U.S. Transportation Secretary Ray LaHood Announces More Than $300 Million for Passenger Rail Projects Across America
U.S. Transportation Secretary Ray LaHood today announced more than $300 million in obligated grants that will enable the expansion of high-speed intercity passenger rail corridors from coast-to-coast.
Work can now begin on innovative rail projects that will create new manufacturing and construction jobs, spur economic development in corridors and, in the long-term, develop a national transportation network with world-class railways.
“We have heard the call of the American people to build the safest, fastest and most efficient ways to move people and goods,” said U.S. Transportation Secretary Ray LaHood. “Thanks to the leadership of President Obama, communities across the country are already feeling the economic benefits of rail and today we take another step forward, bringing new jobs to our citizens. Through high-speed rail, we are helping America win the future.”
The Federal Railroad Administration (FRA) has been working collaboratively with states to move grants from “award to obligation,” ensuring high-speed intercity passenger rail projects can get underway and put American people to work. The more than $300 million invested and released to states this week includes:
California Department of Transportation – Four projects totaling more than $22 million. A $13 million grant will refurbish 15 locomotives and upgrade engines to reduce emissions. An $8.2 million investment will go for several coach cars on the San Joaquin Corridor and Capitol Corridor. $950,000 will provide for preliminary engineering and environmental work on the Pacific Surfliner to Ortega. And $200,000 will provide for planning of the Pacific Surfliner route from San Diego to Los Angeles and San Luis Obispo.
Connecticut – A $40 million investment to upgrade the New Haven-Hartford-Springfield rail corridor will provide for 10 miles of double track to be installed on the Amtrak-owned, New Haven-Springfield corridor. This will help to decrease delays and improve travel time and reliability for both freight and passenger service along the corridor.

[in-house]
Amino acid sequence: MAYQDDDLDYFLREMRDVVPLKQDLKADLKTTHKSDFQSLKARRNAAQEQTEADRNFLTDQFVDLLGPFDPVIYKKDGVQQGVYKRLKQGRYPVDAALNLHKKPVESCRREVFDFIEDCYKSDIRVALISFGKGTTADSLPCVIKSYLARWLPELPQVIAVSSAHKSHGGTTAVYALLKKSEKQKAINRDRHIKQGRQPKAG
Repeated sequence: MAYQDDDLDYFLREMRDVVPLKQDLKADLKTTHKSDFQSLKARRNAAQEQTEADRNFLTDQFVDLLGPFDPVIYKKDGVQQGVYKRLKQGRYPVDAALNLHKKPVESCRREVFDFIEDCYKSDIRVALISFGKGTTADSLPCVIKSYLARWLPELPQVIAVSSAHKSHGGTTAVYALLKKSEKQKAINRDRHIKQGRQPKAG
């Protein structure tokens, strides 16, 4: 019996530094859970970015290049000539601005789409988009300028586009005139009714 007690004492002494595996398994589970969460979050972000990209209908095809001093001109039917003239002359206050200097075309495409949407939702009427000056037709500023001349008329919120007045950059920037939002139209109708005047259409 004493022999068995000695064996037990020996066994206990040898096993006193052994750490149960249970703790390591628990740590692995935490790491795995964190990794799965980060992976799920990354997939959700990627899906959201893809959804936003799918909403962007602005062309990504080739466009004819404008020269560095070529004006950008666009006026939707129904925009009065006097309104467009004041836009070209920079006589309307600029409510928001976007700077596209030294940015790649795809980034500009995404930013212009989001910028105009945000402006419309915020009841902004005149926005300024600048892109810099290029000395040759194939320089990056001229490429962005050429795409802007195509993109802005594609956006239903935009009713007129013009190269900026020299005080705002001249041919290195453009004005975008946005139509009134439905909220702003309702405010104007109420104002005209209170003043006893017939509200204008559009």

Maryland/Baltimore Tunnel – For one of the largest choke points in the Northeast Corridor, $60 million will fund a preliminary engineering and environmental analysis to study the replacement and augmentation of the 100-year old B&P Tunnel on Amtrak’s Northeast Corridor (NEC). This would seek to eliminate a major bottleneck in performance and reliability for the NEC.
Missouri – Three projects totaling $3.8 million. A $500,000 grant to develop Missouri’s State Rail Plan, establishing priorities that enhance passenger and freight rail services. A $1.4 million investment will improve 13 highway-rail at-grade crossings between Sedalia and Kansas City. $1.9 million will provide for preliminary engineering and environmental analysis to design and construct a second main track from Lee’s Summit to Pleasant Hill delivering faster speeds and increased reliability.
New Jersey/Portal Bridge – This 100-year-old, bridge is one of the most heavily-traveled bridges in the country. $38.5 million will provide for the final design of the new bridge to alleviate delays to Northeast Corridor passenger service, increasing capacity and improving reliability.
Washington – A $145 million investment will fund rail corridor improvements and new equipment for the Cascades route from Vancouver to Blain . This will ultimately provide more frequent and efficient passenger rail service between Portland and Vancouver, B.C.
Northern New England Passenger Rail Authority – $600,000 will provide for a study to examine the feasibility of expanding the Downeaster line with increased service frequency, higher speeds, and reduced travel times. The study will also examine expanding the proposed service extension to Brunswick, ME, as well as Auburn, ME.
New York – A $3.3 million investment will add track and rail capacity in the congested Upstate New York area for Amtrak’s Adirondack and Ethan Allen Express services near the Village of Ballston Spa.
West Virginia –$1 million will create a State rail plan to establish strategies for rail services that benefit the public and businesses, while guiding priorities for the State’s investments in rail.
To date, approximately $5.7 billion dollars has been obligated throughout the country for rail projects funded by the American Recovery & Reinvestment Act and annual appropriations. President Obama’s vision is to connect 80 percent of Americans to high-speed rail within the next 25 years. This strategic investment is putting America on track towards that goal, providing rail access to new communities and improving the reliability, speed and frequency of existing lines.
A “Buy America” requirement for high-speed rail projects also ensures that U.S. manufacturers and workers will receive the maximum economic benefits from this federal investment. And, in 2009, Secretary LaHood secured a commitment from 30 foreign and domestic rail manufacturers to employ American workers and locate or expand their base of operations in the U.S. if they are selected for high-speed-rail contracts.